Now, animals are sovereign beings with their own agency – they do what they do for their own reasons. To assume they are messengers for humans is species-centric and displays a lack of familiarity with ordinary animal behavior. But sometimes it’s not what they have to tell us, it’s what their presence reminds us to focus on. Many of the Old Gods are Gods of natural forces and phenomena – it is no surprise we can experience Them more clearly in a more natural setting.

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The conversations were the best part. There were great conversations with Cynthia on the long drive (and that’s another good thing about the GCG – it’s drivable from North Texas) – some historical speculation, some cultural observations, and some planning for the future. At the camp, there were conversations on the many aspects of Druidry, our relationships with the land, and our hopes and fears around the on-going election campaign. There was a long discussion on the challenges of introducing potentially scary spiritual depth to a religiously diverse group that includes beginners.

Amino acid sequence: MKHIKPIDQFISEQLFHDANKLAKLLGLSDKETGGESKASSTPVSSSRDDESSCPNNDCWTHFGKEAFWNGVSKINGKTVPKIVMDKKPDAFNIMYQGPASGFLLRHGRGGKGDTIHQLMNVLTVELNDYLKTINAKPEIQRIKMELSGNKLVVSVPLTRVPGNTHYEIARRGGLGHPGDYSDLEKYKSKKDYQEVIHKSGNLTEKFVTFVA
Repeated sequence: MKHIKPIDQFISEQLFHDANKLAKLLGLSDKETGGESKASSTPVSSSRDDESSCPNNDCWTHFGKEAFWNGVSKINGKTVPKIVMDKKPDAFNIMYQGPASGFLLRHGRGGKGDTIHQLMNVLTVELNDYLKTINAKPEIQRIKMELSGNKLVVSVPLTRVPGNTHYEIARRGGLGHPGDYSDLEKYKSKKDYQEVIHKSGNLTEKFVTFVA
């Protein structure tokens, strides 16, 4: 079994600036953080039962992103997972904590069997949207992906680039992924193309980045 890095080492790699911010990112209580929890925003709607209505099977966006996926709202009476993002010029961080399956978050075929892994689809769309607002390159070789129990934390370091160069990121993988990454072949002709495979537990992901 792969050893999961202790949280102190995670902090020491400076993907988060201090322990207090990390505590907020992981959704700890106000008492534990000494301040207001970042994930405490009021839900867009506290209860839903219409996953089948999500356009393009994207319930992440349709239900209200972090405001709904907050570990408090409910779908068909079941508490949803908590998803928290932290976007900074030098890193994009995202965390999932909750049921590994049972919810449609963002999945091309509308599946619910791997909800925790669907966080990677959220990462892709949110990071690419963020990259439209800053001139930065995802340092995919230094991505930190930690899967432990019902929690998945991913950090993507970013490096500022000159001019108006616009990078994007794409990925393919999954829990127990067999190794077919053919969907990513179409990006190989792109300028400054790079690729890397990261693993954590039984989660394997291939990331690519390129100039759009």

One of the programs was a panel discussion on creativity in ritual. The panelists discussed goals, limits, and some of the ways to introduce creative elements into your rituals. There was a good amount of participation from the audience, with questions and with comments of “this is what worked for me.” When some of the questions started getting off topic, we came back to our primary conversation by saying “that’s a good question – let’s talk about it after the panel.” And we did.

Sometimes the message is delivered in spite of the messenger. The theme of this year’s camp was “Celebrating the Bardic Arts.” I led a workshop on Bardic Magic, which was pretty much the same presentation I gave in the ADF suite at Pantheacon. I was happy with the material but not with my presentation – it was too disjointed and too much of a lecture (I think I need to restructure it to have more stories and less exposition).

But over the rest of the camp, several people pointed out things I had brought up that they found helpful. That’s no excuse to not make it flow more smoothly, but it was nice to hear.